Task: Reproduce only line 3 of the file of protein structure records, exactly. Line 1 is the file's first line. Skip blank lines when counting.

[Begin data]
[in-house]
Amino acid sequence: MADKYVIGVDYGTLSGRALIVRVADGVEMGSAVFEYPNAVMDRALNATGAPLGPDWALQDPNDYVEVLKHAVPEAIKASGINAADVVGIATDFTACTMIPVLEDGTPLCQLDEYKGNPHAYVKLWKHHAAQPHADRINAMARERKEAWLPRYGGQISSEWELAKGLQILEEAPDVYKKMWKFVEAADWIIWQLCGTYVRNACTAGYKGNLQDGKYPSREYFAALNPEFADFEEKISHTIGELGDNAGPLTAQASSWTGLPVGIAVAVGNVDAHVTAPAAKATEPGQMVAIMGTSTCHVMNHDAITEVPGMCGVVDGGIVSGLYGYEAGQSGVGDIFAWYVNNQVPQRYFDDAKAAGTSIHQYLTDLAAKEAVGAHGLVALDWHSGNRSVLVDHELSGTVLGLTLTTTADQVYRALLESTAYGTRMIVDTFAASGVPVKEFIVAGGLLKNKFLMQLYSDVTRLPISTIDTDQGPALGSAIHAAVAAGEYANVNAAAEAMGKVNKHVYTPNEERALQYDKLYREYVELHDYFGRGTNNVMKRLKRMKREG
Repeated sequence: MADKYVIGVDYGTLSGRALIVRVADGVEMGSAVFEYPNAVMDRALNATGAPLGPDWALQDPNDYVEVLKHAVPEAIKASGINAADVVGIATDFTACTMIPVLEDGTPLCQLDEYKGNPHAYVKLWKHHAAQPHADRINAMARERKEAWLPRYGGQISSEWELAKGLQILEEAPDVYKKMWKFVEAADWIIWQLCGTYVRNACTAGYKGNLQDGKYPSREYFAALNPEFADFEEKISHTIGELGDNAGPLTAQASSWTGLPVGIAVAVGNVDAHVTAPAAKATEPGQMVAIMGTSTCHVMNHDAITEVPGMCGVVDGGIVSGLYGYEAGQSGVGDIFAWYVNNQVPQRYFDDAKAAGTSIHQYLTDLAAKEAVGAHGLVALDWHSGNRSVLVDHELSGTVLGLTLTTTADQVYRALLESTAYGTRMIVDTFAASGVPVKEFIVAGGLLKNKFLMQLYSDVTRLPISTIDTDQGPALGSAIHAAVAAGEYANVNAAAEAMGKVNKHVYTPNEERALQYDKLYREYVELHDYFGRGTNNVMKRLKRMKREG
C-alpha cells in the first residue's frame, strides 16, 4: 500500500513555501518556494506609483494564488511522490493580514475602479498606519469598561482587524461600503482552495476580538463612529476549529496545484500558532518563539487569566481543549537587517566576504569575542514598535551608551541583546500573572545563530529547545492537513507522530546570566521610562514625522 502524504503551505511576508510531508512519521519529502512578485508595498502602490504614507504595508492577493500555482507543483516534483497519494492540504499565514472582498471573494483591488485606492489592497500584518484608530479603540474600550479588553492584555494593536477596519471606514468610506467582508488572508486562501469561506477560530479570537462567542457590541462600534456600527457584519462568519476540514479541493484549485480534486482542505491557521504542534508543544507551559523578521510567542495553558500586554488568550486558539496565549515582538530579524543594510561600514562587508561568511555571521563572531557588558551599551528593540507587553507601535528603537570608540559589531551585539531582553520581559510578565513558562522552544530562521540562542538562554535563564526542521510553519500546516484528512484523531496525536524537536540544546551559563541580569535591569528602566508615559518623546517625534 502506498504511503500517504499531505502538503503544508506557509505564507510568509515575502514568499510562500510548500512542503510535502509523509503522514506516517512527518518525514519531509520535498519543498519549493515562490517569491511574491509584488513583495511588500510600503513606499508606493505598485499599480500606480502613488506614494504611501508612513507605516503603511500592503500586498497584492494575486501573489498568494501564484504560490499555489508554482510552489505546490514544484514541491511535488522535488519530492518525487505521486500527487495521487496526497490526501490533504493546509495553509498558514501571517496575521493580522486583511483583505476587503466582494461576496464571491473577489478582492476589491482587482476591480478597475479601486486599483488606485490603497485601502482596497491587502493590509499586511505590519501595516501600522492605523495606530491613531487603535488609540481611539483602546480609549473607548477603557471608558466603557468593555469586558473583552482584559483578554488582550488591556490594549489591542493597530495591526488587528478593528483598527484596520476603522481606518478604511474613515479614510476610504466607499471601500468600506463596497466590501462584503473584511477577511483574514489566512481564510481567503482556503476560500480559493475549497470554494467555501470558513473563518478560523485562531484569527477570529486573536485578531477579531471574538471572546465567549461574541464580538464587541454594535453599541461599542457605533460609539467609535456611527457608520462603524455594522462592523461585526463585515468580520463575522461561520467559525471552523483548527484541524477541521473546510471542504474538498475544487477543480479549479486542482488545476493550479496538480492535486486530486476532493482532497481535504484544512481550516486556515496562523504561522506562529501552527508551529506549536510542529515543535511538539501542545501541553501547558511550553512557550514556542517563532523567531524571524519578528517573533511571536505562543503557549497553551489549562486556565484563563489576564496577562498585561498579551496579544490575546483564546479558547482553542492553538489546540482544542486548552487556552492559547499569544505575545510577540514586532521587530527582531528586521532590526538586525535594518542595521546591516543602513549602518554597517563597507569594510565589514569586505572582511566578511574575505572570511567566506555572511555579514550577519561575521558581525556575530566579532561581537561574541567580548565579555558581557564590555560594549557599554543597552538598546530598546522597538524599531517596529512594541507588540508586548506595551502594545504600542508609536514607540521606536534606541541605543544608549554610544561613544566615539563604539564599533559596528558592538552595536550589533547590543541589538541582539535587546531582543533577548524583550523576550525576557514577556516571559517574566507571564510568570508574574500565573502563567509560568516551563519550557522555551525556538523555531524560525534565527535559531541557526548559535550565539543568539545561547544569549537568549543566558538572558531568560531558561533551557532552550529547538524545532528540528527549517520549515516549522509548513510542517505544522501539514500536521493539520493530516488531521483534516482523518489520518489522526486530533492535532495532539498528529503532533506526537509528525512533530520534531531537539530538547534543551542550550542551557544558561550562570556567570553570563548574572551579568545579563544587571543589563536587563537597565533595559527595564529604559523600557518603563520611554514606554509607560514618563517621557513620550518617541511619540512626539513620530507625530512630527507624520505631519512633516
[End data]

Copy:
Repeated sequence: MADKYVIGVDYGTLSGRALIVRVADGVEMGSAVFEYPNAVMDRALNATGAPLGPDWALQDPNDYVEVLKHAVPEAIKASGINAADVVGIATDFTACTMIPVLEDGTPLCQLDEYKGNPHAYVKLWKHHAAQPHADRINAMARERKEAWLPRYGGQISSEWELAKGLQILEEAPDVYKKMWKFVEAADWIIWQLCGTYVRNACTAGYKGNLQDGKYPSREYFAALNPEFADFEEKISHTIGELGDNAGPLTAQASSWTGLPVGIAVAVGNVDAHVTAPAAKATEPGQMVAIMGTSTCHVMNHDAITEVPGMCGVVDGGIVSGLYGYEAGQSGVGDIFAWYVNNQVPQRYFDDAKAAGTSIHQYLTDLAAKEAVGAHGLVALDWHSGNRSVLVDHELSGTVLGLTLTTTADQVYRALLESTAYGTRMIVDTFAASGVPVKEFIVAGGLLKNKFLMQLYSDVTRLPISTIDTDQGPALGSAIHAAVAAGEYANVNAAAEAMGKVNKHVYTPNEERALQYDKLYREYVELHDYFGRGTNNVMKRLKRMKREG